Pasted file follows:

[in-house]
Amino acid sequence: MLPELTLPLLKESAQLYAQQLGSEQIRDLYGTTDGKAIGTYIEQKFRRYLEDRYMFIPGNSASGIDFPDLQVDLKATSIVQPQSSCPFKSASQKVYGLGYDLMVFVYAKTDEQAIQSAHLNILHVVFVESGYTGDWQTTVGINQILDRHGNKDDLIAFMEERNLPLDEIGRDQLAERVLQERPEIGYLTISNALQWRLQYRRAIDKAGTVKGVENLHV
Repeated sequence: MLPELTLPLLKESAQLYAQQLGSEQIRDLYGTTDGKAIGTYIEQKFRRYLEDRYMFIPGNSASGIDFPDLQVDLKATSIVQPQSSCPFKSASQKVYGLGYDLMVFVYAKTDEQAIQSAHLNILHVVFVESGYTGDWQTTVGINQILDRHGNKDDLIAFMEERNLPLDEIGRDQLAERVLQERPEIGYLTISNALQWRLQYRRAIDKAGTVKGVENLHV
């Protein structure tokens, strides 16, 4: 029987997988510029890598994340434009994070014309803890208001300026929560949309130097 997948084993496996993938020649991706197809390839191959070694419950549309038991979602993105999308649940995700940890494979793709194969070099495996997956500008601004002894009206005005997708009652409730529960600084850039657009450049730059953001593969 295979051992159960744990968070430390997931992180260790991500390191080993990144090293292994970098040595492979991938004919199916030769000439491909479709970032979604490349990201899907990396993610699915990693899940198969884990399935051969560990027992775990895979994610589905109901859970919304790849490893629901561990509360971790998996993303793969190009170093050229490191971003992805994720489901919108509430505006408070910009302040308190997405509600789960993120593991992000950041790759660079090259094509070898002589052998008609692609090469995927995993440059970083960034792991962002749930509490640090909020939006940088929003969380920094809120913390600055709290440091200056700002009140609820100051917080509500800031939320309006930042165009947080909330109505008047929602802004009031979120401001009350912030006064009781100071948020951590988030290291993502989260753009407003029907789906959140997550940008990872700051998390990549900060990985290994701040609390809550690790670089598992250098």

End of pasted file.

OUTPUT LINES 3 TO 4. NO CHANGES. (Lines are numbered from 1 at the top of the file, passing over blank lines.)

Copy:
Repeated sequence: MLPELTLPLLKESAQLYAQQLGSEQIRDLYGTTDGKAIGTYIEQKFRRYLEDRYMFIPGNSASGIDFPDLQVDLKATSIVQPQSSCPFKSASQKVYGLGYDLMVFVYAKTDEQAIQSAHLNILHVVFVESGYTGDWQTTVGINQILDRHGNKDDLIAFMEERNLPLDEIGRDQLAERVLQERPEIGYLTISNALQWRLQYRRAIDKAGTVKGVENLHV
């Protein structure tokens, strides 16, 4: 029987997988510029890598994340434009994070014309803890208001300026929560949309130097 997948084993496996993938020649991706197809390839191959070694419950549309038991979602993105999308649940995700940890494979793709194969070099495996997956500008601004002894009206005005997708009652409730529960600084850039657009450049730059953001593969 295979051992159960744990968070430390997931992180260790991500390191080993990144090293292994970098040595492979991938004919199916030769000439491909479709970032979604490349990201899907990396993610699915990693899940198969884990399935051969560990027992775990895979994610589905109901859970919304790849490893629901561990509360971790998996993303793969190009170093050229490191971003992805994720489901919108509430505006408070910009302040308190997405509600789960993120593991992000950041790759660079090259094509070898002589052998008609692609090469995927995993440059970083960034792991962002749930509490640090909020939006940088929003969380920094809120913390600055709290440091200056700002009140609820100051917080509500800031939320309006930042165009947080909330109505008047929602802004009031979120401001009350912030006064009781100071948020951590988030290291993502989260753009407003029907789906959140997550940008990872700051998390990549900060990985290994701040609390809550690790670089598992250098």